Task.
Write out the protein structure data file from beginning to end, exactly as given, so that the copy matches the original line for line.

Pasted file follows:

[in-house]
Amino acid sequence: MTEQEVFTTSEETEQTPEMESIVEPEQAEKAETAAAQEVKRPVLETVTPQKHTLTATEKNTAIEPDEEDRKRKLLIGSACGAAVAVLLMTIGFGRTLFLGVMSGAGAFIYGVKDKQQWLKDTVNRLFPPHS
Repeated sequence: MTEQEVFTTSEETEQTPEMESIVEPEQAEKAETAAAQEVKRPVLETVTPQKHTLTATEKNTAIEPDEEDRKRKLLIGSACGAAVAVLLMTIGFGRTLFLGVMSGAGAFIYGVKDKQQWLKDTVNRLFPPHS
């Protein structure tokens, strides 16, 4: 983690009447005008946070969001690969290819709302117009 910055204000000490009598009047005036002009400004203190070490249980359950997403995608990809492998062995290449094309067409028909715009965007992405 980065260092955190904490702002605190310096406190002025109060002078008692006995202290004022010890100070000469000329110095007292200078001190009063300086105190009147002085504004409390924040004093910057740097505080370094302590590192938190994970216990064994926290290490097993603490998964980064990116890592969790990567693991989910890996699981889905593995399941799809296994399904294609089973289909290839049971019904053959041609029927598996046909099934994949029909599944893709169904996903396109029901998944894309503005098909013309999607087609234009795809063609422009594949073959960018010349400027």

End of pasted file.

[in-house]
Amino acid sequence: MTEQEVFTTSEETEQTPEMESIVEPEQAEKAETAAAQEVKRPVLETVTPQKHTLTATEKNTAIEPDEEDRKRKLLIGSACGAAVAVLLMTIGFGRTLFLGVMSGAGAFIYGVKDKQQWLKDTVNRLFPPHS
Repeated sequence: MTEQEVFTTSEETEQTPEMESIVEPEQAEKAETAAAQEVKRPVLETVTPQKHTLTATEKNTAIEPDEEDRKRKLLIGSACGAAVAVLLMTIGFGRTLFLGVMSGAGAFIYGVKDKQQWLKDTVNRLFPPHS
């Protein structure tokens, strides 16, 4: 983690009447005008946070969001690969290819709302117009 910055204000000490009598009047005036002009400004203190070490249980359950997403995608990809492998062995290449094309067409028909715009965007992405 980065260092955190904490702002605190310096406190002025109060002078008692006995202290004022010890100070000469000329110095007292200078001190009063300086105190009147002085504004409390924040004093910057740097505080370094302590590192938190994970216990064994926290290490097993603490998964980064990116890592969790990567693991989910890996699981889905593995399941799809296994399904294609089973289909290839049971019904053959041609029927598996046909099934994949029909599944893709169904996903396109029901998944894309503005098909013309999607087609234009795809063609422009594949073959960018010349400027």